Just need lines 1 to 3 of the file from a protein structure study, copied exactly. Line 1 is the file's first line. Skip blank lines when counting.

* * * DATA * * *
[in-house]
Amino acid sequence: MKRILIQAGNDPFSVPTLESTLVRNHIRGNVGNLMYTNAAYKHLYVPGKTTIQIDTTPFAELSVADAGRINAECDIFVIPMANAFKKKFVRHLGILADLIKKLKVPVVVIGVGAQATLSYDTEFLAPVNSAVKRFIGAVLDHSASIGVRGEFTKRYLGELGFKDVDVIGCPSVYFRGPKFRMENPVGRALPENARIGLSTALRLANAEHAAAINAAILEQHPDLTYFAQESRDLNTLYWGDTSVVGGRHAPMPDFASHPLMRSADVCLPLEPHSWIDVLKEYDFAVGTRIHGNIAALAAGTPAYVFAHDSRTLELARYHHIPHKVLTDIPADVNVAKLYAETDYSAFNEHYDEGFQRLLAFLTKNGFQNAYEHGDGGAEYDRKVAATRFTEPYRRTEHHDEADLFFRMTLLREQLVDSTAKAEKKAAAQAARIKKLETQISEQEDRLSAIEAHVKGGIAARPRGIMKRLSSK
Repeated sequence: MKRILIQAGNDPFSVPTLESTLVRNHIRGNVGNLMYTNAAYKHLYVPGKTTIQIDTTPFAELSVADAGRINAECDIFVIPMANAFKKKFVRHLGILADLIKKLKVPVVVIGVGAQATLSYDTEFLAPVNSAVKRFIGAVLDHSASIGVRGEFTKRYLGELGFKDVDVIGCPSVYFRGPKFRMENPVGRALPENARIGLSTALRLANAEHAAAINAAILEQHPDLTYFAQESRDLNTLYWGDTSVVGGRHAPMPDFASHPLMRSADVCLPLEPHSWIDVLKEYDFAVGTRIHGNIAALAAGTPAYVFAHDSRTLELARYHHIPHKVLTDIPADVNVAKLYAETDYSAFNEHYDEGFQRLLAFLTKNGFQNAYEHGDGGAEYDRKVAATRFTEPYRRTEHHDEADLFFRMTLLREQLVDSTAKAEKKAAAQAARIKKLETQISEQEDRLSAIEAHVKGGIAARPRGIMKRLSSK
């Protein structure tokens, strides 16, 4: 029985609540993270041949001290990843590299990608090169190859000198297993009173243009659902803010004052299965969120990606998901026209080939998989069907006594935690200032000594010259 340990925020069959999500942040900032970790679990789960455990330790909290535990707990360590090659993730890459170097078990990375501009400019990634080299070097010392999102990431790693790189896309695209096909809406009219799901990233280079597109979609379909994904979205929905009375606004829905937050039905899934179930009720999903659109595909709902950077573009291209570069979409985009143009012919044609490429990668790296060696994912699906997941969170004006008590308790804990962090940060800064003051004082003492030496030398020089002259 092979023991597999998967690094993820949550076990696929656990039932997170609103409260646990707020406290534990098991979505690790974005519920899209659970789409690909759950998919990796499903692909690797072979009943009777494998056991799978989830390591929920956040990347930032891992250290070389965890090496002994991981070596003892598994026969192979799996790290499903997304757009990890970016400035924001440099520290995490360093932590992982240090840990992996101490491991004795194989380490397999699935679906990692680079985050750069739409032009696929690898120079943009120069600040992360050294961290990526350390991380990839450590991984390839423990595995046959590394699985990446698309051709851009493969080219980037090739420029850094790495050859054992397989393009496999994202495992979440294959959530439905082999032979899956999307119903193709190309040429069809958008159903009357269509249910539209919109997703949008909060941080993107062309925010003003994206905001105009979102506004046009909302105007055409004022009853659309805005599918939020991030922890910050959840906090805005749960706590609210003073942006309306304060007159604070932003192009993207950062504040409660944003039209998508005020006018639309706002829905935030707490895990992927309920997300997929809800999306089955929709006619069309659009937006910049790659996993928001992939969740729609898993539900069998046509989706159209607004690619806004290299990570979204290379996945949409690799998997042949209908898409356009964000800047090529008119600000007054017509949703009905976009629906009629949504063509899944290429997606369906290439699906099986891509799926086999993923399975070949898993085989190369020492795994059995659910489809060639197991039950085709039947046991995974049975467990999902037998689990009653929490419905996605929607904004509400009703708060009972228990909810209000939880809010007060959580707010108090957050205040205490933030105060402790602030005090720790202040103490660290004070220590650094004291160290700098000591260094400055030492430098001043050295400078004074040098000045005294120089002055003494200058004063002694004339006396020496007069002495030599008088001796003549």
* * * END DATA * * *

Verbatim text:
[in-house]
Amino acid sequence: MKRILIQAGNDPFSVPTLESTLVRNHIRGNVGNLMYTNAAYKHLYVPGKTTIQIDTTPFAELSVADAGRINAECDIFVIPMANAFKKKFVRHLGILADLIKKLKVPVVVIGVGAQATLSYDTEFLAPVNSAVKRFIGAVLDHSASIGVRGEFTKRYLGELGFKDVDVIGCPSVYFRGPKFRMENPVGRALPENARIGLSTALRLANAEHAAAINAAILEQHPDLTYFAQESRDLNTLYWGDTSVVGGRHAPMPDFASHPLMRSADVCLPLEPHSWIDVLKEYDFAVGTRIHGNIAALAAGTPAYVFAHDSRTLELARYHHIPHKVLTDIPADVNVAKLYAETDYSAFNEHYDEGFQRLLAFLTKNGFQNAYEHGDGGAEYDRKVAATRFTEPYRRTEHHDEADLFFRMTLLREQLVDSTAKAEKKAAAQAARIKKLETQISEQEDRLSAIEAHVKGGIAARPRGIMKRLSSK
Repeated sequence: MKRILIQAGNDPFSVPTLESTLVRNHIRGNVGNLMYTNAAYKHLYVPGKTTIQIDTTPFAELSVADAGRINAECDIFVIPMANAFKKKFVRHLGILADLIKKLKVPVVVIGVGAQATLSYDTEFLAPVNSAVKRFIGAVLDHSASIGVRGEFTKRYLGELGFKDVDVIGCPSVYFRGPKFRMENPVGRALPENARIGLSTALRLANAEHAAAINAAILEQHPDLTYFAQESRDLNTLYWGDTSVVGGRHAPMPDFASHPLMRSADVCLPLEPHSWIDVLKEYDFAVGTRIHGNIAALAAGTPAYVFAHDSRTLELARYHHIPHKVLTDIPADVNVAKLYAETDYSAFNEHYDEGFQRLLAFLTKNGFQNAYEHGDGGAEYDRKVAATRFTEPYRRTEHHDEADLFFRMTLLREQLVDSTAKAEKKAAAQAARIKKLETQISEQEDRLSAIEAHVKGGIAARPRGIMKRLSSK